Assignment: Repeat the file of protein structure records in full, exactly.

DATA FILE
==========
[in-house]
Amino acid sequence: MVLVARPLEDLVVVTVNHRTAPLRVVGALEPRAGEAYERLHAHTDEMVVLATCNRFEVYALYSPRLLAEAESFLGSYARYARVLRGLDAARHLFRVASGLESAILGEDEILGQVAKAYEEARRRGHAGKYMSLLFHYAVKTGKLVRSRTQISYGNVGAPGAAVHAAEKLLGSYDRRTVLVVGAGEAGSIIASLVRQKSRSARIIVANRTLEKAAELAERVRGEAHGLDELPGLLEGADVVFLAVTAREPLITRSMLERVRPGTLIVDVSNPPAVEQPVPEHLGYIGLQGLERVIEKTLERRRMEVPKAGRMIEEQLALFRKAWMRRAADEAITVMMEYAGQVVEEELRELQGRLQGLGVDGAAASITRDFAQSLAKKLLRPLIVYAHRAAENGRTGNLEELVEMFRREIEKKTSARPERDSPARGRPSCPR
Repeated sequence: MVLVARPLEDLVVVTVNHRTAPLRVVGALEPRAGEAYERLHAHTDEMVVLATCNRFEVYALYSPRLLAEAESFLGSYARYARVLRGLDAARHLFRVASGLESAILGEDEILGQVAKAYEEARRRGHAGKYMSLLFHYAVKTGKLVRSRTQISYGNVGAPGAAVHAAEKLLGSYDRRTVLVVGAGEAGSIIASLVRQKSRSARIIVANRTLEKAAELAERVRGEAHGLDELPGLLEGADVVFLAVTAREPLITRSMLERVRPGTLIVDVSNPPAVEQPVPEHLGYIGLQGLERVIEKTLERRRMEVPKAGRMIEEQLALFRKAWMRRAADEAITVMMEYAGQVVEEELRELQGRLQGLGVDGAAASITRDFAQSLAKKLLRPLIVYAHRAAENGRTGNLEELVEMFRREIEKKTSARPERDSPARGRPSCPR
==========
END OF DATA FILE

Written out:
[in-house]
Amino acid sequence: MVLVARPLEDLVVVTVNHRTAPLRVVGALEPRAGEAYERLHAHTDEMVVLATCNRFEVYALYSPRLLAEAESFLGSYARYARVLRGLDAARHLFRVASGLESAILGEDEILGQVAKAYEEARRRGHAGKYMSLLFHYAVKTGKLVRSRTQISYGNVGAPGAAVHAAEKLLGSYDRRTVLVVGAGEAGSIIASLVRQKSRSARIIVANRTLEKAAELAERVRGEAHGLDELPGLLEGADVVFLAVTAREPLITRSMLERVRPGTLIVDVSNPPAVEQPVPEHLGYIGLQGLERVIEKTLERRRMEVPKAGRMIEEQLALFRKAWMRRAADEAITVMMEYAGQVVEEELRELQGRLQGLGVDGAAASITRDFAQSLAKKLLRPLIVYAHRAAENGRTGNLEELVEMFRREIEKKTSARPERDSPARGRPSCPR
Repeated sequence: MVLVARPLEDLVVVTVNHRTAPLRVVGALEPRAGEAYERLHAHTDEMVVLATCNRFEVYALYSPRLLAEAESFLGSYARYARVLRGLDAARHLFRVASGLESAILGEDEILGQVAKAYEEARRRGHAGKYMSLLFHYAVKTGKLVRSRTQISYGNVGAPGAAVHAAEKLLGSYDRRTVLVVGAGEAGSIIASLVRQKSRSARIIVANRTLEKAAELAERVRGEAHGLDELPGLLEGADVVFLAVTAREPLITRSMLERVRPGTLIVDVSNPPAVEQPVPEHLGYIGLQGLERVIEKTLERRRMEVPKAGRMIEEQLALFRKAWMRRAADEAITVMMEYAGQVVEEELRELQGRLQGLGVDGAAASITRDFAQSLAKKLLRPLIVYAHRAAENGRTGNLEELVEMFRREIEKKTSARPERDSPARGRPSCPR